Breaking Down DevOps: What Is ‘Version Control’?

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DevOps version control
Version control is a common feature in DevOps cultures

When you mention ‘DevOps’, it can create a great deal of excitement. It’s become a buzzword in the corporate world, with many businesses rushing to either adopt DevOps or hire a DevOps engineer without fully comprehending exactly what the methodology actually involves – much less how to make it work.

The truth is that DevOps is not a silver bullet, nor is it a strictly defined solution or framework. In fact, several potential elements can go into a DevOps pipeline. Deciding on what tools, techniques, structures, and other aspects are appropriate for a specific business is how you really get the most from the approach.

One of the most common elements found in DevOps cultures is ‘Version Control’. Also known as ‘Source Control’, ‘Version History’, or ‘Version Control Systems (VCS)’, this refers to a type of system used to store and track changes to projects over time. While not strictly required for DevOps teams, a version control system can greatly enhance both efficiency and collaboration, enabling faster and more reliable releases as a result.

So, how exactly do version control systems work, and how can you get the most out of them?

What does version control involve?

‘Version Control’ refers to a system for storing and tracking changes to a project. Rather than simply saying when changes were made, version control software can record:

  • Application code and dependencies, such as static content and libraries
  • A record of the tools and artifacts used in previous environments
  • Scripts used to create application reference data, database schemas, etc.
  • Any supporting project artifacts, such as release notes, requirements documentation, and deployment procedures
  • Docker files, buildpacks, and other files used to create or compose containers
  • Manual test scripts and automated tests
  • Cloud configuration files, such as Microsoft Azure Stack DSC files, Pulumi stacks, AWS Cloudformation templates, etc.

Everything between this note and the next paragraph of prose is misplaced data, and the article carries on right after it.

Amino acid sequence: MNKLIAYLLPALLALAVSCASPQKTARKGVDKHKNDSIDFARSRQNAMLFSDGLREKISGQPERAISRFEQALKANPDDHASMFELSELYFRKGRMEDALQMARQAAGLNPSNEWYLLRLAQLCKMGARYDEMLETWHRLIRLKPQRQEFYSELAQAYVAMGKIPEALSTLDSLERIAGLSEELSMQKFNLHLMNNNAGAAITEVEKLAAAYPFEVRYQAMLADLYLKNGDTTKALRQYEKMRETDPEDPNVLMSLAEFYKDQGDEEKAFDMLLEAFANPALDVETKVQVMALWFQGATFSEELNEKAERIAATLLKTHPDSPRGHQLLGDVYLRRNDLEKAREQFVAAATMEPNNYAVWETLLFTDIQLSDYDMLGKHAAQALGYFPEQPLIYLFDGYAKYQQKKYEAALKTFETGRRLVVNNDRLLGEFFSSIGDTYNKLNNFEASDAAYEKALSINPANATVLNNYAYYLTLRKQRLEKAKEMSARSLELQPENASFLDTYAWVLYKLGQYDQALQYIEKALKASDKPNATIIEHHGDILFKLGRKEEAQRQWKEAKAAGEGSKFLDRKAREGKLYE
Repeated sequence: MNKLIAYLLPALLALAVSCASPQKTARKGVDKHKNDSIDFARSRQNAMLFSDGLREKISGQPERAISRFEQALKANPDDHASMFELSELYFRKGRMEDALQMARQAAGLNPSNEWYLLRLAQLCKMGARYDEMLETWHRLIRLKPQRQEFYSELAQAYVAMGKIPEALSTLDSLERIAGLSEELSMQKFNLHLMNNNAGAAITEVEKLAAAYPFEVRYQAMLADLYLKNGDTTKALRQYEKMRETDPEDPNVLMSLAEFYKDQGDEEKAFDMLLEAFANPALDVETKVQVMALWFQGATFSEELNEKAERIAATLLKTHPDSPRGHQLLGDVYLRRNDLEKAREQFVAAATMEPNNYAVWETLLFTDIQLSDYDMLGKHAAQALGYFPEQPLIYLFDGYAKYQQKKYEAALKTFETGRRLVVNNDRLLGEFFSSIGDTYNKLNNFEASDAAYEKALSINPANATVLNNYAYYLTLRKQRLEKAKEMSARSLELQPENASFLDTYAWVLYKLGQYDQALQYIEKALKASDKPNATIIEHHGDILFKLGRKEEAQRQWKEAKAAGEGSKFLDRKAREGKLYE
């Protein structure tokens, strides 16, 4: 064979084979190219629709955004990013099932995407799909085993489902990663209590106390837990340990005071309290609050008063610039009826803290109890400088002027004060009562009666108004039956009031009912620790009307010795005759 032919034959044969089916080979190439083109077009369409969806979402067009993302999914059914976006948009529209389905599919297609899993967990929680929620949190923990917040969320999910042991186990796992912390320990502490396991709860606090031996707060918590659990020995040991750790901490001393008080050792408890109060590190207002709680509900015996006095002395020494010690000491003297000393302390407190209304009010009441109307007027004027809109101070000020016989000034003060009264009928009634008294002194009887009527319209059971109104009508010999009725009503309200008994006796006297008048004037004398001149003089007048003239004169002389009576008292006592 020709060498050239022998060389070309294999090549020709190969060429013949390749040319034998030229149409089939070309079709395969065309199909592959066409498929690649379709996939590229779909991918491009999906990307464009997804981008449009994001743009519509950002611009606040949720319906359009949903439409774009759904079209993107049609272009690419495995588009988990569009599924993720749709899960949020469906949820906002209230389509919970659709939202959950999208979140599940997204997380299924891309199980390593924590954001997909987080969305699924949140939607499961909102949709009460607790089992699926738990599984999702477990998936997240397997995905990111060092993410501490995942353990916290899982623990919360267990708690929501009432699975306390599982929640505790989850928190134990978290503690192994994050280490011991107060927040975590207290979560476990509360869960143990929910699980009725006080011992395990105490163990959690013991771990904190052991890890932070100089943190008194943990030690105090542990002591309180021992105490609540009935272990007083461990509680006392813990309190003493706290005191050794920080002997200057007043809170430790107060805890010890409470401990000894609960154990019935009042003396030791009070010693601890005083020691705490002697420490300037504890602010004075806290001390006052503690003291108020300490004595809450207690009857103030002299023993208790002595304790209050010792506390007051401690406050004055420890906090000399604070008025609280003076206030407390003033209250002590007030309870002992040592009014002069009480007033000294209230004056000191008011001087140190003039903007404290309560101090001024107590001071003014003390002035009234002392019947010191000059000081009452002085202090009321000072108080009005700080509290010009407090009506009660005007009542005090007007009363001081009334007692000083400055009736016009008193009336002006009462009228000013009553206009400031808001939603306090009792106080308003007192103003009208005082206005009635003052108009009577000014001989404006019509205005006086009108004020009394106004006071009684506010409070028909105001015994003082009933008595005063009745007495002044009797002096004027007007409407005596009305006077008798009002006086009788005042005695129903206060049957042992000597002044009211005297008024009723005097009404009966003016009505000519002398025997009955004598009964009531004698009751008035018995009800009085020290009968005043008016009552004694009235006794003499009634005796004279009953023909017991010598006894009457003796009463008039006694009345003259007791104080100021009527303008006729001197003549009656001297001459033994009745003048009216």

• Container orchestration information, such as Mesos, Docker Swarm, or Kubernetes configuration
  • Scripts that support deployment, environment provisioning, database migration, or code packaging
  • Other configuration or script information used for creating infrastructures which support services (such as database management systems, firewall configuration rules, DNS zone files, enterprise service buses, etc.)
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In short, a version control system will store the date and times changes were made, in addition to previous versions of a project and a record of the environment, tools, and team members that were present at different stages. Anything needed to recreate or refer back to previous versions will be present, along with collaborative tools to let team members explain their work (such as annotations).

A key feature of version control systems is the ability to create project ‘branches’. These are, essentially, versions of a project which can be altered and tested without affecting the main ‘trunk’. With various branches existing simultaneously, coders can work on different elements without interrupting the workflows of team members or creating dependency issues. Once work on a branch is completed, it can then be incorporated into the main project.

So, what does version control involve? The right system will offer a number of tools and processes that make it easier to spread out responsibilities, encourage communication, and drive progress. All of this creates a level of efficiency that can lead to remarkable increases in deployment speed.

While this may sound overwhelming, it is important to remember that version control systems can exist in different forms. There are several popular options to choose from, such as Git Version Control, Mercurial, and Subversion, but not all systems look the same once they are integrated into a DevOps pipeline. To make sure your own version control system is up to the task, it will be best to leave the process of choosing and integrating it to an experienced DevOps engineer or DevOps leader.

What advantages do version control systems offer?

Reduce dependencies

A ‘dependency’ is created when one element of a program relies on another. When changes to these elements are made without consulting the development team, it can cause major headaches, to say nothing of delays.

In short, without proper communication and alignment, even perfect code can cause issues. Positive changes to a single branch could be out of sync with the main trunk simply because a coder is unaware of the need to communicate about their work with colleagues.

When using a version control system, all changes to a project are logged. This includes the circumstances behind certain versions and project environments, the reasons behind changes, dates and times, and so on. This removes confusion about when changes were made or where issues originated, making any resulting problems far easier to fix. With this level of communication, colleagues will also be encouraged to keep each other informed of their work, such as by leaving annotations to explain any changes made.

Optimize product reliability

Version control systems enhance visibility, contextual awareness, and communication. This makes it easier for everyone involved in a development project to stay on target and avoid making wasteful errors. As a result, teams will often deliver superior results with fewer bugs and in less time.